A venerable sake brewery in Shiga Prefecture is looking to the rest of Asia to save a tradition.
Tetsuya Fujii is the seventh-generation head of the Fuji Honke brewery, which uses premium local rice and water to bring out its signature flavor.
Fujii has been committed to making high-quality sake his entire life. But with domestic sake consumption down to less than a third of its peak 50 years ago, that's no longer enough.
"People's lifestyles and eating habits have changed. I think we have to react to that and move on to a different stage," he says.
Fujii set his sights on charting new territories in Asian countries that have been enjoying rapid economic growth. He wanted to grow his business abroad, but also to keep his brewery's good reputation, so that meant making some adjustments.
"People in Asia eat rice regularly, so our sake could become popular in the region. We hope to expand our sales by entering markets in ASEAN countries," Fujii says.
In order to produce sake that appeals to other parts of Asia, Fujii first teamed up with a local university. Professor Satoshi Chikakane of Shiga University agreed to help him figure out new strategies.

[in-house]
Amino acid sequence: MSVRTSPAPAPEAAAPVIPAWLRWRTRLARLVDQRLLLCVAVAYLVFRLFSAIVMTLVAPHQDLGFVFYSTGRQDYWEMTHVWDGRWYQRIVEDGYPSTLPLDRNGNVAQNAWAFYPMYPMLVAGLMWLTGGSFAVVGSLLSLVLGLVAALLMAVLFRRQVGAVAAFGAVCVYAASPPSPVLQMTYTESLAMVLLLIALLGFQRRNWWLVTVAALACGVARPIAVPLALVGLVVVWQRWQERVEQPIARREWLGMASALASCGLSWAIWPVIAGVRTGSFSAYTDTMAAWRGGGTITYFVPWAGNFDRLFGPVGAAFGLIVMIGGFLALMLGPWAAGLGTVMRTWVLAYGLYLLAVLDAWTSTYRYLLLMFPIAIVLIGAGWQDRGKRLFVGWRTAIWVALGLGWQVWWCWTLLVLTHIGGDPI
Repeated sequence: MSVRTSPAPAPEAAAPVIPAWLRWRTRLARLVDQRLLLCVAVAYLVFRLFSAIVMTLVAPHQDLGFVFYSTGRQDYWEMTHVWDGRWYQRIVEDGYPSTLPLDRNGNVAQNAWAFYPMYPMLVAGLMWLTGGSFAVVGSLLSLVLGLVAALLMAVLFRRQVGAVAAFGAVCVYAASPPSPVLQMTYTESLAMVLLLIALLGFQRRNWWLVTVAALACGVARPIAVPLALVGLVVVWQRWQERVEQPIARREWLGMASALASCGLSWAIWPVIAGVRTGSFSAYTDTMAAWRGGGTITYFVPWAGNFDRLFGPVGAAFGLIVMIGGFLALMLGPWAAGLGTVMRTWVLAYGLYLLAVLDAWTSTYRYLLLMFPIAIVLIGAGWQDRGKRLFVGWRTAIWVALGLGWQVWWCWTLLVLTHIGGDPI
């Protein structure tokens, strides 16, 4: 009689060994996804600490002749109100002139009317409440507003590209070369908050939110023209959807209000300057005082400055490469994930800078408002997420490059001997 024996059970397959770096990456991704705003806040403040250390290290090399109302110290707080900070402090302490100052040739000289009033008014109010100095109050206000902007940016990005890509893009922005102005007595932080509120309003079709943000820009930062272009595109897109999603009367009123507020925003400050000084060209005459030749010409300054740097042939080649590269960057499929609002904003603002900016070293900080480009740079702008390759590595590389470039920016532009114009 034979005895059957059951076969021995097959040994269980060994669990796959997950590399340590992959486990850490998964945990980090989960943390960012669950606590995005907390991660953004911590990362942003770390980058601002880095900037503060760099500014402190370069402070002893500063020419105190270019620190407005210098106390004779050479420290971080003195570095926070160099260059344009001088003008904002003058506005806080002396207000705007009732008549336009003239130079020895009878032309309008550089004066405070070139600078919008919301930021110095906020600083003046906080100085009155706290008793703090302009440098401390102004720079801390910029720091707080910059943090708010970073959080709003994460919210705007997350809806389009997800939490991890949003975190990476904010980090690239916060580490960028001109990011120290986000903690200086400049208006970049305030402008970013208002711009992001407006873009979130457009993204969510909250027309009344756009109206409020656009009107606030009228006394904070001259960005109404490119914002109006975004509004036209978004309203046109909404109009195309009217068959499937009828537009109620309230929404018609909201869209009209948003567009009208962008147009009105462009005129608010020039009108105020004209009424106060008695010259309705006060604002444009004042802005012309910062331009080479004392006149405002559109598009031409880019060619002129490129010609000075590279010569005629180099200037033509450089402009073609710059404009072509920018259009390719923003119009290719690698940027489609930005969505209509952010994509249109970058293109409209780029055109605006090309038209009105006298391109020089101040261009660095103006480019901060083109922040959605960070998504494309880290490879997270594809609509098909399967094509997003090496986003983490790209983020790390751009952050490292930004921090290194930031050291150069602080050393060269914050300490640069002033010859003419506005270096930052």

Chikakane began by surveying tourists and foreign students about their preferred flavors of liquor. Many of the 120 people polled had a taste for sweet sake.
"We may be able to expand the market for sake abroad if we come up with one that goes well with Chinese or other Asian cuisines," Chikakane says.
Fujii took these findings to heart and embarked on making a sweeter sake that would fit with spicy Asian meals. He figured out a way to retain more sugar content while keeping sake's distinctive rice flavor. The secret was to use a mix of yeasts and to adjust the fermentation process.
His efforts bore fruit, with the crisp taste of the sake designed to go well with spicy foods. Yet when you take a sip, you still instantly savor the distinctive flavor of rice.
Another change in this sake is alcohol content. It's about 3 times higher, to prevent flavor from thinning when ice is added to a glass, which is common in hotter climates.
A student from Malaysia named Tan Xue Ning was the first to sample the new product.
"It slips down easily and it's very sweet. I like it. I've tried other types of sake, but this one is delicious," he said.
Can this innovative sake capture the hearts of consumers across Asia? Like Fujii's brewery, many other traditional Japanese businesses may need to come up with global strategies in order to survive.
"My top priority is to showcase our regional sake culture, but we're still in the developing stage. I'll do everything I can, step by step," Fujii says.